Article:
First you clean the cobwebs from the sink

Settling in after caring for Ron away from home for eight months has been a challenge. How easy it is to accumulate “stuff.” Necessities I had at home but were two hours away, I replaced. Then dragged the replacements home with me. Well some I shared, some I donated, but lots and lots came home with me. It’s always just easier to pack than to sort. Sorting means evaluating, which means establishing criteria, which means identifying characteristics or weighing positives and negatives. Stuffing the stuff seems preferable. Until the boxes are all dragged in the house. Then it seems overwhelming.

However, for life to continue – at least for me – the mess must be tamed. A place for stuff must be found. . . Tomorrow . . .  Maybe.

Now that I’m home and the nursing facility is only 3 minutes – not 30 – away, I am running back and forth, trying to arrange my errands and chores during Ron’s nap times. I am missing the calm of the bubble that was “”away from home” where my only requirement was to spend the day at Ron’s bedside. Now I have a life again – sort of – and stuff to deal with.  How to juggle it all while maintaining my priority on Ron’s needs?

I once saw a juggler who paused before his performance to celebrate gravity.  He invited the audience to cheer for the reliability of gravity.  So he dropped a ball – several times – and mock marveled at the amazing feat that the ball always went down, not up. Every time!  Gravity works!  How miraculous!  He asked the audience to remember to cheer, not to become jaded by gravity’s dependability, to remember that not every planet is so fortunate.  Of course the audience laughed at his antics, and laughed again when they cheered wildly over the first missed catch. But he didn’t miss often, so the joke stayed fresh. And it reduced our collective anxiety over his need to be perfect. A good life lesson. We drop balls. Relax.  Gravity works.

So will all the stuff get sorted?  Will I manage to get everything done? Nah. Not perfectly at least. Where there’s life, there’s stuff. I can reduce, reuse, recycle as much as possible, but more will accumulate. Celebrate life. I can juggle schedules like a master, but will all the errands be accomplished. Not likely. There will always be more errands so long as I’m healthy enough to run them. Do I really want them to cease?  What wouldn’t Ron give to have the ability to tackle a “honey do” list right now?  Celebrate health.

A prayer wells up within me, “Lord, grant me the wisdom to celebrate the underlying principles of your design. Help me to navigate the oppositional forces in place, even use them to my own advantage when I can.  Help me to remember to celebrate your behind-the-scenes perfection revealed even by my human imperfection, by my very longing to perfect life.  In fact, give me the spider’s tenacity to spin again no matter how many times I brush his plans aside.”  Amen.





On titling my blog . . .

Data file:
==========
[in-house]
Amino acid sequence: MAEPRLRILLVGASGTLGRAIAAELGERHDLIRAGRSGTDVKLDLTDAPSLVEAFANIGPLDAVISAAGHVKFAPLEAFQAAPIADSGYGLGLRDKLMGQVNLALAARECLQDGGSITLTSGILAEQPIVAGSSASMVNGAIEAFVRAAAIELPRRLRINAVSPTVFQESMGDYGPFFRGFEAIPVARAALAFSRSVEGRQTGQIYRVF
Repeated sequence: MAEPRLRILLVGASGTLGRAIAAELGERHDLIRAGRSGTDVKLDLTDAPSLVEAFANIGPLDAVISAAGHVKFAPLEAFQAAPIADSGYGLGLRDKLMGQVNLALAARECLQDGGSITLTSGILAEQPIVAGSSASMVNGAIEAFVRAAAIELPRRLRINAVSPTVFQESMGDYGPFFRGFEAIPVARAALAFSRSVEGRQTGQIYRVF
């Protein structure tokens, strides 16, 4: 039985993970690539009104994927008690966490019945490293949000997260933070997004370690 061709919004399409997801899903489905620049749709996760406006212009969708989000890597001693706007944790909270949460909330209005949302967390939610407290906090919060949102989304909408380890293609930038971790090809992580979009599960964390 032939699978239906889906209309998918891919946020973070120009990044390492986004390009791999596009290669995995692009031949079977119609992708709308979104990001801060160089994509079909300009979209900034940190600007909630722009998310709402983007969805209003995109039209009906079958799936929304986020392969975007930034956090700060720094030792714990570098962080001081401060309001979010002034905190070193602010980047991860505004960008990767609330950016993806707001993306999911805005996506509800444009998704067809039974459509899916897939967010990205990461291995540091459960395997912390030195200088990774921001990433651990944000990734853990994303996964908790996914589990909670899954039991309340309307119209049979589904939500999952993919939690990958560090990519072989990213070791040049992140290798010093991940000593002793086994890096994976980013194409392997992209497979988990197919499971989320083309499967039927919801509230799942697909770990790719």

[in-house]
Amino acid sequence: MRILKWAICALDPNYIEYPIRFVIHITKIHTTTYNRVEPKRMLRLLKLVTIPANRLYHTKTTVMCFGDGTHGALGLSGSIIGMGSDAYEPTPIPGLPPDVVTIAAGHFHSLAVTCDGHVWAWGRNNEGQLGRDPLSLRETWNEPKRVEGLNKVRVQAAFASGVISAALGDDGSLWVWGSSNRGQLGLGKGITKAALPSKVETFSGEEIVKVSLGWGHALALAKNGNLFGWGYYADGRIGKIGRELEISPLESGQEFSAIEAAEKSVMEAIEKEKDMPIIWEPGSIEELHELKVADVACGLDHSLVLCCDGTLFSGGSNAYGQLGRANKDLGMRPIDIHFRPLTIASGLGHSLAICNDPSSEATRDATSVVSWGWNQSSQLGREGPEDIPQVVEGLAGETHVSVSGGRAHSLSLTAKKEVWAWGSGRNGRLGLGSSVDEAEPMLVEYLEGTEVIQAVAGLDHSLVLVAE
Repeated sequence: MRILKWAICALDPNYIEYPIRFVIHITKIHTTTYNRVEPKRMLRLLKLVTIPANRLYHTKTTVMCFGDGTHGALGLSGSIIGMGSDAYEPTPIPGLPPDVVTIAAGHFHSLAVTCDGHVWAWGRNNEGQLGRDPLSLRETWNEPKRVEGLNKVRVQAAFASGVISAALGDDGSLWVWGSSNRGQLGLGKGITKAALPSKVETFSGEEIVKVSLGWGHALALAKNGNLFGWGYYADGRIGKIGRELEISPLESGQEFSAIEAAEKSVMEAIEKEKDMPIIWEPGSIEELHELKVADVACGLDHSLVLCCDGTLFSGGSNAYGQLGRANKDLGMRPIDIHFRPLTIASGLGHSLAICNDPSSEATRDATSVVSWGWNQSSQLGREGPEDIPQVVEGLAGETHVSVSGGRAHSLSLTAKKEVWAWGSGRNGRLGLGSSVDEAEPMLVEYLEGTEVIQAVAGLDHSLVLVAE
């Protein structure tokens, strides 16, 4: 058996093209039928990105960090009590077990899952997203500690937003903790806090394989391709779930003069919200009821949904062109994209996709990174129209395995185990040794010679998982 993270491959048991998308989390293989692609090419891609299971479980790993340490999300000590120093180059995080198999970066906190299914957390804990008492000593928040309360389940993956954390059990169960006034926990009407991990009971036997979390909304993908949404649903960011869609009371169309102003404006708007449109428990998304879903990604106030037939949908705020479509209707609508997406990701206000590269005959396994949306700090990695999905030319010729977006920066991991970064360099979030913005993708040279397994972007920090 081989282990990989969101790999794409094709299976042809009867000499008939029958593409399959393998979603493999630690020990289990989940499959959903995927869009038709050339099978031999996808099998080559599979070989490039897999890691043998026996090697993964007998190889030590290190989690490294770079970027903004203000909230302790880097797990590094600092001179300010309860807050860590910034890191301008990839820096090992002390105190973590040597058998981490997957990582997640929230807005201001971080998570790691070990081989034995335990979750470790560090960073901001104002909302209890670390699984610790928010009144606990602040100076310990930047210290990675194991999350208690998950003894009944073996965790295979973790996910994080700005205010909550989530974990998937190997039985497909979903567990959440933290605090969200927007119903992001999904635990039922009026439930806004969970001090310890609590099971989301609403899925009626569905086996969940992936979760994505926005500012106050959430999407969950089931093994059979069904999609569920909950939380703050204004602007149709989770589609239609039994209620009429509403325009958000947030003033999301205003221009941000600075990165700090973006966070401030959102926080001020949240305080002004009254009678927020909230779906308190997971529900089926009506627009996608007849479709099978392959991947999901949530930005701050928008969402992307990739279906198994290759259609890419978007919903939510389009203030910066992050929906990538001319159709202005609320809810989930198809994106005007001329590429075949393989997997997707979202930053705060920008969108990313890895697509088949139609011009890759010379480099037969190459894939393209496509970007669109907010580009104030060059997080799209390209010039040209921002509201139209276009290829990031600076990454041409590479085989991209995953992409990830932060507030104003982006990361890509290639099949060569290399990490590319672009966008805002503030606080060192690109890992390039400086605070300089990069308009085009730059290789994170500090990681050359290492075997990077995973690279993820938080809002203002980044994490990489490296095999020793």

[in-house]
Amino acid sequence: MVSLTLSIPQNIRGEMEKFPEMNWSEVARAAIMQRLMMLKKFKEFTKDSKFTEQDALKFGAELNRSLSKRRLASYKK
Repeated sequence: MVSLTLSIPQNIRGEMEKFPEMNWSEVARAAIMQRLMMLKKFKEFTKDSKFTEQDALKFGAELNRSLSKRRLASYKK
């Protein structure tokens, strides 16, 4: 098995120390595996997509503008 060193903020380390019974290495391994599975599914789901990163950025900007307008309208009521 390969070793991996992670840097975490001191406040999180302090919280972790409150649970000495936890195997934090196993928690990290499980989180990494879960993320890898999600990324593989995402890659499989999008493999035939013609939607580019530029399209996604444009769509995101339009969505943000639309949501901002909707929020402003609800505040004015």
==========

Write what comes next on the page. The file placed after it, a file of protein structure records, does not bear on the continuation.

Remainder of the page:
Years ago when my children were young and times were difficult, my husband (and their new stepfather) said to me, “Remember, Anna, you’re playing for the long run.” In other words, my job as a parent was to recognize that my children would not always be little, that it was my job to hold tough and do what was best for the future, not just what felt good or was easiest in the moment. Those words became my mantra through the years of shared visitation, adolescent angst, and nest leaving. What action is most loving? What response is most helpful? What matters most in the long run? Over the years I have discovered that filtering any life situations through “the long run” lens brings clarity and resolve, no matter the challenge. And, believe me, no matter how long you live, no matter your economic circumstances, life will continue to bring challenges. If you have not found this claim to be true, then there is no point in your reading my blog. We have nothing in common. But having lived to be 21 more than three times, I have yet to meet anyone who has faced life unscathed by troubles. Our own life stories are the ones we know best, and each plot is advanced by conflict and made interesting by both comedic and dramatic elements. The latest plot twist in my life was my husband’s ischemic stroke on the morning of December 1, 2013. I rose early to boil potatoes for the noon family gathering. Everyone planned to celebrate at our house after Ron performed the baptism of our newest great-grandchild. His left hand flailed out to find mine as I came to the bedside to ask what was wrong. I had heard strange noises while I worked in the kitchen and came to investigate. Immediately, I guessed what was wrong. I dredged some e-mail forward trivia from my memory: “Ron, stick out your tongue!” No response. “Ron! Say your name! Say mine!” Nothing but wide eyes and panic. I pressed 911 with trembling fingers and dashed back to hold Ron’s hand again while the calm dispatcher took information and stayed on the line with me. After the EMTs arrived, and we were ready to hang up, the soothing voice reminded me he had once been my student – and so had one of the paramedics assisting Ron. Those moments ushered in the new era for us – a letting go of the world we knew and loved – and plunged us into new rhythms, new surroundings, new challenges and sufferings. But we were not alone. Those we loved and those for whom we had paid forward our care and concern, were now surrounding us with prayers, support, and encouragement. We had been playing for the long run in ways we didn’t even recognize at the time. Now we are many months into this journey. I have remained at Ron’s side almost every day – only four total days have separated us – and three of those were caused by blizzards. I don’t know what this challenge will require of us yet, nor where it will lead before we reach the end – as all of us must. But I do know Ron’s advice from more than thirty years ago still proves trustworthy. This moment is the only one we have, yet it is not all there is. Therefore we must invest our time wisely. We will not always have each other’s hand to hold. We will not always be on this plane or trapped in the weakness of flesh. We can’t foresee what the future holds. But we can do whatever is loving, speak whatever is helpful, find life by letting go of the need to control it. We can play for the long run.